The act of reading ... begins on a flat surface, counter or page, and then gets stirred and chopped and blended until what we make, in the end, is a dish, or story, all our own.
— Adam Gopnik
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June 2, 2012

Blissful Saturday reading

      'And dear little Felicity,' said grandmamma. 'Why do you never come and see me?'
      'All absolutely unchanged, even to Lady Angmering's perennial opening question. And yet all somehow quite different because even this large, oppressive room was but a stage in a day which began and ended with Ian. There was always nowadays this curious unreality about the hours of separation, increasing to an almost unbearable pitch as the time of Ian's release approached. More and more of one's inner self seemed to be drawn away to that unknown office in the City, to be watching with Ian for his clock to reach half-past five, and the part that was left behind was often hardly aware of its surroundings, so vague and inattentive had it become.
      However, this never seemed to matter at grandmamma's. Grandmamma always thought the younger generation vague and inattentive, whatever they did; and besides, she and mummie were now fully occupied with each other. New stories about Child were being exchanged for an account of the afternoon's shopping. Presently, they would be telling one another -- for the hundredth time -- of their plans for the rest of the summer. Once it had seemed dull, but now it was merely pleasantly soothing. Was this another thing that marriage did to one?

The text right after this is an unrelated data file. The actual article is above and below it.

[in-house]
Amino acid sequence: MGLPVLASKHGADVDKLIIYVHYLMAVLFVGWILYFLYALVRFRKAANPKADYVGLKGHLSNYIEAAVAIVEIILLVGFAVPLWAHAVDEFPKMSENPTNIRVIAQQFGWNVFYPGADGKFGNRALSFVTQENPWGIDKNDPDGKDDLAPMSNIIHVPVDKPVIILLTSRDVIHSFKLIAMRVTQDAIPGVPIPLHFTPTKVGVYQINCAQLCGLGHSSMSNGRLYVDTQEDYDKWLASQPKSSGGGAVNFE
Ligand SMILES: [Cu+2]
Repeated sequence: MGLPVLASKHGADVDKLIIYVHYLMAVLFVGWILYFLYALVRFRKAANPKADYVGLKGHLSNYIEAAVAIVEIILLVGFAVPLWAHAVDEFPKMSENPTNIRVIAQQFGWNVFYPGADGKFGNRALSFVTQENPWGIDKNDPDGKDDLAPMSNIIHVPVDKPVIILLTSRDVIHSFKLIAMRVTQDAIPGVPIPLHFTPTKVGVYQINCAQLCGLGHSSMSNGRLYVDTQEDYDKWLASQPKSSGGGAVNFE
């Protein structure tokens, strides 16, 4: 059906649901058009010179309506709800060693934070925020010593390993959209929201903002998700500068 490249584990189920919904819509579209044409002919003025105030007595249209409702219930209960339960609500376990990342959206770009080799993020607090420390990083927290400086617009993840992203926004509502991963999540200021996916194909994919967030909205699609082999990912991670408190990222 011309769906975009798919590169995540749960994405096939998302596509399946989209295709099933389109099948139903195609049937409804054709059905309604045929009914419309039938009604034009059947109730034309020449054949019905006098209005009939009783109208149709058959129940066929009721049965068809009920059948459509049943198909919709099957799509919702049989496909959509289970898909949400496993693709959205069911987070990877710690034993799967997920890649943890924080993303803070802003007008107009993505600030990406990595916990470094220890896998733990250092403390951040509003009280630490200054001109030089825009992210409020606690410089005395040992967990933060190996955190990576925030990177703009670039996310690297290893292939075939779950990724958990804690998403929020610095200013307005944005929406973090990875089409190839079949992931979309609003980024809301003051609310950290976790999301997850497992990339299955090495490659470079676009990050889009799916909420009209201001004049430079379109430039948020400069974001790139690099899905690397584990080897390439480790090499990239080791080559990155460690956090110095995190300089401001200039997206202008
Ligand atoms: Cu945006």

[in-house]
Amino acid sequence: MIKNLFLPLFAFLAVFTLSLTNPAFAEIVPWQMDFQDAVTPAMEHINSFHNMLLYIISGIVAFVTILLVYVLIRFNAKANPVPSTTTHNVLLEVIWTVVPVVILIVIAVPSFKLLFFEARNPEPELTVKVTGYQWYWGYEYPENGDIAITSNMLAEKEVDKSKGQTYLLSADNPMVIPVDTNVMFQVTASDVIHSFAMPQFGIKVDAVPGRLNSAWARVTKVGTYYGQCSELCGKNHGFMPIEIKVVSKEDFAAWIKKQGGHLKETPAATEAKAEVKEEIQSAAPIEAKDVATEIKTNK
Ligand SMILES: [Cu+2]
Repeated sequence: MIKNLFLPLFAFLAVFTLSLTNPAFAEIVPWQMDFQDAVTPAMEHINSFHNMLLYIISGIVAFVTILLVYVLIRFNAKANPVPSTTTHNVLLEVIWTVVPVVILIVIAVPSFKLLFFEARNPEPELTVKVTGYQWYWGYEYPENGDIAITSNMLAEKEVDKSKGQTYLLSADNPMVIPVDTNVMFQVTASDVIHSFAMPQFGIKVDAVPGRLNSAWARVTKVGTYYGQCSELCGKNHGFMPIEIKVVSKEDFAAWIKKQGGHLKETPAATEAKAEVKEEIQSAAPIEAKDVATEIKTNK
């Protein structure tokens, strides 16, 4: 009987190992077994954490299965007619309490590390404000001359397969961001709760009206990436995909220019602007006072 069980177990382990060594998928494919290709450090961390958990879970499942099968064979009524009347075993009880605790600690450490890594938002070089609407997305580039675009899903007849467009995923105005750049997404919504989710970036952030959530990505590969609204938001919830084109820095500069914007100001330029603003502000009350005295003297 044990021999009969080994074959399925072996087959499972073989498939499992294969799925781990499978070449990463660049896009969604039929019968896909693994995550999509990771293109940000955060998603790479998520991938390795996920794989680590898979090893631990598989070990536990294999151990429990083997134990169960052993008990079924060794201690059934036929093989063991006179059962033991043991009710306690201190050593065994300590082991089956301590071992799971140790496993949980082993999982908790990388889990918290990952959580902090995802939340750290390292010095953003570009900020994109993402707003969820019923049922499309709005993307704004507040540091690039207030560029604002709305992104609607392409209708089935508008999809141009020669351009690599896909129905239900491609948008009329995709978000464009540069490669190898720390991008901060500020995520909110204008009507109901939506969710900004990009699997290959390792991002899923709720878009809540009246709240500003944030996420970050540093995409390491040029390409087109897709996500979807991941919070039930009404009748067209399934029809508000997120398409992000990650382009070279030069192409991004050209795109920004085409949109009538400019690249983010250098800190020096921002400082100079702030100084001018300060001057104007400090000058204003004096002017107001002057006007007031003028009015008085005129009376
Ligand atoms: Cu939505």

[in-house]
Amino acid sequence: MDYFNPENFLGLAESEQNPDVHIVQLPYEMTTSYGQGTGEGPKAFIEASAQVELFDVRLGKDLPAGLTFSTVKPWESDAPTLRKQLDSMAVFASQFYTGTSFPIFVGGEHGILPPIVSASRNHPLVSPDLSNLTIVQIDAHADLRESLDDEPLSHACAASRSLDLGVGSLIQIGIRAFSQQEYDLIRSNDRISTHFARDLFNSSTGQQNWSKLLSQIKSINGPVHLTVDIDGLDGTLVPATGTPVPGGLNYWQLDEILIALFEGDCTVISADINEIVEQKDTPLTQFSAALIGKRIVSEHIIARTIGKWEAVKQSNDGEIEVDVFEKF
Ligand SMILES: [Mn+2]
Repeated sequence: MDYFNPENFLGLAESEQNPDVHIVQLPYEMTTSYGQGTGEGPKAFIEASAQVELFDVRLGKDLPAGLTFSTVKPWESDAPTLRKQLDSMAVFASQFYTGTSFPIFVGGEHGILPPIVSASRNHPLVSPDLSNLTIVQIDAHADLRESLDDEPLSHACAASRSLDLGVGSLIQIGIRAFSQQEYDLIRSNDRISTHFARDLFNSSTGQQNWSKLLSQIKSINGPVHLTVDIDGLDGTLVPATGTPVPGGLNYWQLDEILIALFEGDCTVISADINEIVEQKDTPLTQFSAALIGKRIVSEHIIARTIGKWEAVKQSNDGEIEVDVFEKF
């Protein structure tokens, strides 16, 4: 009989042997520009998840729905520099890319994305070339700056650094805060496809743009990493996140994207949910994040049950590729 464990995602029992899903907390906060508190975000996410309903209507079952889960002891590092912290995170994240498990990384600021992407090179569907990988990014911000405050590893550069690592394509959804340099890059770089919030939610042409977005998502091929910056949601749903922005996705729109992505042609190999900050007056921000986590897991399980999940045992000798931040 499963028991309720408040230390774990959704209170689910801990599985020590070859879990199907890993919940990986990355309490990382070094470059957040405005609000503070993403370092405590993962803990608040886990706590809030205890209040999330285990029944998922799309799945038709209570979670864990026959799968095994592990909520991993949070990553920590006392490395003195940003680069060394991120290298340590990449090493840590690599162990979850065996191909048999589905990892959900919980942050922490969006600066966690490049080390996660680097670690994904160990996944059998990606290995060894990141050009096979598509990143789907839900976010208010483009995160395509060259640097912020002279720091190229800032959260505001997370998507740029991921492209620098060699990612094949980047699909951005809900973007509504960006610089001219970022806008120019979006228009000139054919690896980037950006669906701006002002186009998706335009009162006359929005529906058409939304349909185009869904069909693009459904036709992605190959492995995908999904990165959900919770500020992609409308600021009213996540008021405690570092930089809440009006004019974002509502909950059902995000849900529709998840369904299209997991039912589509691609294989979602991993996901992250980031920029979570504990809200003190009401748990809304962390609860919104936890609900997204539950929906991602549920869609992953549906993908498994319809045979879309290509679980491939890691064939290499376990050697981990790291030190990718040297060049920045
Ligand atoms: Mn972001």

And so Felicity finished her tea in silence and gave Ajax a saucer of milk, and then -- her restlessness suddenly returning, wandered out on to the balcony. One could hard compare the big stone loggia with the little balcony at Greenery Street and yet it gave one something of the same sensation to look down from it at the passing traffic. It, also, signalised the difference between oneself and the unreal outside world.
      Still more of Felicity's thoughts:
      'I wonder what Ian is doing now ... Wouldn't it be fun if he were to come suddenly around that corner ... Wouldn't it be fun if when I got back I found that Mr. Hephurn had put us off ... I wonder if Ian and I will ever live in a huge house like this ... I wonder if grandmamma felt at all like me when she first came here ... Wouldn't it be fun if that taxi were to stop here and Ian were to get out of it ..."
      We note a marked deterioration in the general intellectual level of these afternoon imaginings.

from Greenery Street, by Denis Mackail {Persephone no. 35}

1 comment:

Darlene said...

This was one of the first Persephone titles that I bought...still haven't read it yet though, silly me. Enjoy your blissful reading this weekend!

The print of little teacup motifs is so pretty!

Thank you for visiting!

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